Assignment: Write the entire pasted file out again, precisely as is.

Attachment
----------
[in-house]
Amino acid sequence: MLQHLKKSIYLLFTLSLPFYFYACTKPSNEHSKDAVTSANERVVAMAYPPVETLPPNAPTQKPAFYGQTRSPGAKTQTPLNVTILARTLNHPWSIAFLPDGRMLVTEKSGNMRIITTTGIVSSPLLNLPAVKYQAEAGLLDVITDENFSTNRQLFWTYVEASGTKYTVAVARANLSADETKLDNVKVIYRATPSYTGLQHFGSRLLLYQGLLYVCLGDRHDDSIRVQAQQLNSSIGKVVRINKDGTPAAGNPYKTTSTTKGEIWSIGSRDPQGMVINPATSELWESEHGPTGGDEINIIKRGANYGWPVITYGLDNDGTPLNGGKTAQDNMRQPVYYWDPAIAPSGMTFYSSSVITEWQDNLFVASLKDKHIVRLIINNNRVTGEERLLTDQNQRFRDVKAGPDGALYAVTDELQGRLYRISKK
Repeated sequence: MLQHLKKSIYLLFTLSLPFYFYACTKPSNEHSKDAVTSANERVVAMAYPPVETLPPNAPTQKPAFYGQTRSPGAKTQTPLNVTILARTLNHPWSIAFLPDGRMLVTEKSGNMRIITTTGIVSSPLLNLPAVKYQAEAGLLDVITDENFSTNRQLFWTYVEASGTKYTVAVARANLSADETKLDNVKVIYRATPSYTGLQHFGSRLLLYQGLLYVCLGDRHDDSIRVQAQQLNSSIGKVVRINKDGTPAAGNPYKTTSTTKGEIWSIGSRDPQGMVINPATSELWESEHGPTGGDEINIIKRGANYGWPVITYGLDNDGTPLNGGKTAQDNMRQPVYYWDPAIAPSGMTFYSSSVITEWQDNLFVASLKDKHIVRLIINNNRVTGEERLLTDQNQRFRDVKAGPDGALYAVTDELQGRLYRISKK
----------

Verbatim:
[in-house]
Amino acid sequence: MLQHLKKSIYLLFTLSLPFYFYACTKPSNEHSKDAVTSANERVVAMAYPPVETLPPNAPTQKPAFYGQTRSPGAKTQTPLNVTILARTLNHPWSIAFLPDGRMLVTEKSGNMRIITTTGIVSSPLLNLPAVKYQAEAGLLDVITDENFSTNRQLFWTYVEASGTKYTVAVARANLSADETKLDNVKVIYRATPSYTGLQHFGSRLLLYQGLLYVCLGDRHDDSIRVQAQQLNSSIGKVVRINKDGTPAAGNPYKTTSTTKGEIWSIGSRDPQGMVINPATSELWESEHGPTGGDEINIIKRGANYGWPVITYGLDNDGTPLNGGKTAQDNMRQPVYYWDPAIAPSGMTFYSSSVITEWQDNLFVASLKDKHIVRLIINNNRVTGEERLLTDQNQRFRDVKAGPDGALYAVTDELQGRLYRISKK
Repeated sequence: MLQHLKKSIYLLFTLSLPFYFYACTKPSNEHSKDAVTSANERVVAMAYPPVETLPPNAPTQKPAFYGQTRSPGAKTQTPLNVTILARTLNHPWSIAFLPDGRMLVTEKSGNMRIITTTGIVSSPLLNLPAVKYQAEAGLLDVITDENFSTNRQLFWTYVEASGTKYTVAVARANLSADETKLDNVKVIYRATPSYTGLQHFGSRLLLYQGLLYVCLGDRHDDSIRVQAQQLNSSIGKVVRINKDGTPAAGNPYKTTSTTKGEIWSIGSRDPQGMVINPATSELWESEHGPTGGDEINIIKRGANYGWPVITYGLDNDGTPLNGGKTAQDNMRQPVYYWDPAIAPSGMTFYSSSVITEWQDNLFVASLKDKHIVRLIINNNRVTGEERLLTDQNQRFRDVKAGPDGALYAVTDELQGRLYRISKK